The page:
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Research Papers

Film Cooling on Highly Loaded Blades With Main Flow Separation—Part I: Heat Transfer

[+] Author and Article Information
Reinaldo A. Gomes

Research Assistant
e-mail: reinaldo.gomes@unibw.de

Reinhard Niehuis

Professor
Mem. ASME
e-mail: reinhard.niehuis@unibw.de
Institute of Jet Propulsion,
University of the German Federal
Armed Forces Munich,
85577 Neubiberg, Germany

1Corresponding author.

Contributed by the International Gas Turbine Institute (IGTI) of ASME for publication in the JOURNAL OF TURBOMACHINERY. Manuscript received August 18, 2011; final manuscript received August 25, 2011; published online October 31, 2012. Editor: David Wisler.

J. Turbomach 135(1), 011043 (Oct 31, 2012) (9 pages) Paper No: TURBO-11-1187; doi: 10.1115/1.4006568 History: Received August 18, 2011; Revised August 25, 2011

Film cooling experiments were run at the high speed cascade wind tunnel of the University of the Federal Armed Forces Munich. The investigations were carried out with a linear cascade of highly loaded turbine blades. The main objectives of the tests were to assess the film cooling effectiveness and the heat transfer in zones with main flow separation. Therefore, the blades were designed to force the flow to detach on the pressure side shortly downstream of the leading edge and reattach at about half of the axial chord. In this zone, film cooling rows are placed among others for a reduction of the size of the separation bubble. The analyzed region on the blade is critical due to the high heat transfer present at the leading edge and at the reattachment line after the main flow separation. Film cooling can contribute to a reduction of the size of the separation bubble reducing aerodynamic losses, however, in general, it increases heat transfer due to turbulent mixing. The reduction of the size of the separation bubble might also be twofold, since it acts like a thermal insulator on the blade and reducing the size of the bubble might lead to a stronger heating of the blade. Film cooling should, therefore, take both into account: first, a proper protection of the surface and second, reducing aerodynamic losses, diminishing the extension of the main flow separation. While experimental results of the adiabatic film cooling effectiveness were shown in previous publications, the local heat transfer is analyzed in this paper. Emphasis is also placed upon analyzing, in detail, the flow separation process. Furthermore, the tests comprise the analysis of the effect of different outlet Mach and Reynolds numbers and film cooling. In part two of this paper, the overall film cooling effectiveness is addressed. Local heat transfer is still difficult to predict with modern numerical tools and this is especially true for complex flows with flow separation. Some numerical results with the Reynolds averaged Navier-Stokes (RANS) and large eddy simulation (LES) show the capability of a commercial solver in predicting the heat transfer.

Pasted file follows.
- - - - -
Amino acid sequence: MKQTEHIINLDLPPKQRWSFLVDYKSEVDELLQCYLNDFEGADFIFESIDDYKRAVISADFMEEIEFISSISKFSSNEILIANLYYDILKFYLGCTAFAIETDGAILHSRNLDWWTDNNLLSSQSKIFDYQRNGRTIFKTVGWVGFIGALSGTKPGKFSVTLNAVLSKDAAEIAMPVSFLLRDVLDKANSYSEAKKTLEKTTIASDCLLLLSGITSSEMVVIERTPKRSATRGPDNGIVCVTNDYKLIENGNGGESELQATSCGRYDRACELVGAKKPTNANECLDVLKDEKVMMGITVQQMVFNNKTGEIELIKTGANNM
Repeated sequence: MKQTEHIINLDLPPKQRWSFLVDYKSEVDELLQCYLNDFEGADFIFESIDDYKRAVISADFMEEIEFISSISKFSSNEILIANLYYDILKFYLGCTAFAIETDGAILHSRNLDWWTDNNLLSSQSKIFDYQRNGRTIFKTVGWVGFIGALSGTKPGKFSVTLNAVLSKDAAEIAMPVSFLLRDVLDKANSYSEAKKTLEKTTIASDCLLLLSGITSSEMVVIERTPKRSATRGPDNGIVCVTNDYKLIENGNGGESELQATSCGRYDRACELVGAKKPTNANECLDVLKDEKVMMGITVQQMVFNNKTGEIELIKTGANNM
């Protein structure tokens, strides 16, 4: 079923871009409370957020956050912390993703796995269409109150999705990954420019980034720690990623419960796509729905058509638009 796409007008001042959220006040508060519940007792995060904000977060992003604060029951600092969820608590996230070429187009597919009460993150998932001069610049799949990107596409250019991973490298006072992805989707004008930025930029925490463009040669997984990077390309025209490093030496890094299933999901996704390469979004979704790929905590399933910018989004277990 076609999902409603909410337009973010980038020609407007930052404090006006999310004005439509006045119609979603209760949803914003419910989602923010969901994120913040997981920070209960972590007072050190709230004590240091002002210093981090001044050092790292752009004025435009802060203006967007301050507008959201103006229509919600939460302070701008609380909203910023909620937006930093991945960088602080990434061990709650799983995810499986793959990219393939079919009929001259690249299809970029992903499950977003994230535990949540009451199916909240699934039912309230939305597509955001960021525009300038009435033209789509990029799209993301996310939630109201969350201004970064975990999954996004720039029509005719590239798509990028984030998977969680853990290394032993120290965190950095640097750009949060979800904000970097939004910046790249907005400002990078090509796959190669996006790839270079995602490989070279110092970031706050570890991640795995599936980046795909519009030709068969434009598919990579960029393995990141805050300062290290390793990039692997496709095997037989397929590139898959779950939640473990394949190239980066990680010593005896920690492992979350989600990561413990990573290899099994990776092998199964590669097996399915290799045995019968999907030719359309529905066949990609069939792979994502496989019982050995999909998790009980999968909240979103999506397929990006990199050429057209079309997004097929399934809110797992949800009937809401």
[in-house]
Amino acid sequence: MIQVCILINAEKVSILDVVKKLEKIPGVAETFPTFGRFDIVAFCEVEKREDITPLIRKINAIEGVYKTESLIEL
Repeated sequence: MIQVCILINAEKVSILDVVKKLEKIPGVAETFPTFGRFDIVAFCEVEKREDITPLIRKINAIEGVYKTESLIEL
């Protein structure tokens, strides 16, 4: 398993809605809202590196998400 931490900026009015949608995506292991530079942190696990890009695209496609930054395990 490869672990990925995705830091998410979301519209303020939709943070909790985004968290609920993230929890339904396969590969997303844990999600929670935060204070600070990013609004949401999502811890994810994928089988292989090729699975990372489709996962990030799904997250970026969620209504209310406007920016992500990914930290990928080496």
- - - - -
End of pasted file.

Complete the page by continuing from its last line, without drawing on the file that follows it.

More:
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Figures

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Fig. 1

The high-speed cascade wind tunnel

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Fig. 2

Schematic of the test section and cascade instrumentation (not to scale)

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Fig. 3

Definition of the geometric data on the T120C cascade and 3D-view on the PS (not to scale)

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Fig. 4

T120C blade and detail of film cooling (not to scale)

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Fig. 5

Back side view of the heating foil

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Fig. 6

Sideview on the mesh for the LES

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Fig. 7

Detail view on the mesh for the LES

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Fig. 8

Isentropic Mach number on the blade

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Fig. 9

Scaled Nusselt number for nominal flow conditions without film cooling; measured and from simulation

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Fig. 10

Streamlines in the separation zone predicted by the RANS simulation and traverse lines for boundary layer measurements

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Fig. 11

Contours of the spanwise component of the vorticity and velocity vectors for timesteps of 0, 0.36, 0.66, and 1.07 ms

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Fig. 12

Velocity profiles of the boundary layer compared to the RANS and LES

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Fig. 13

Turbulent kinetic energy profiles of the boundary layer compared to the RANS and LES

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Fig. 14

Energy density spectrum in the boundary layer at xax/cax = 0.1

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Fig. 15

Scaled Nusselt number for the three operating points without film cooling

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Fig. 16

Scaled Nusselt number for the design operating points with film cooling

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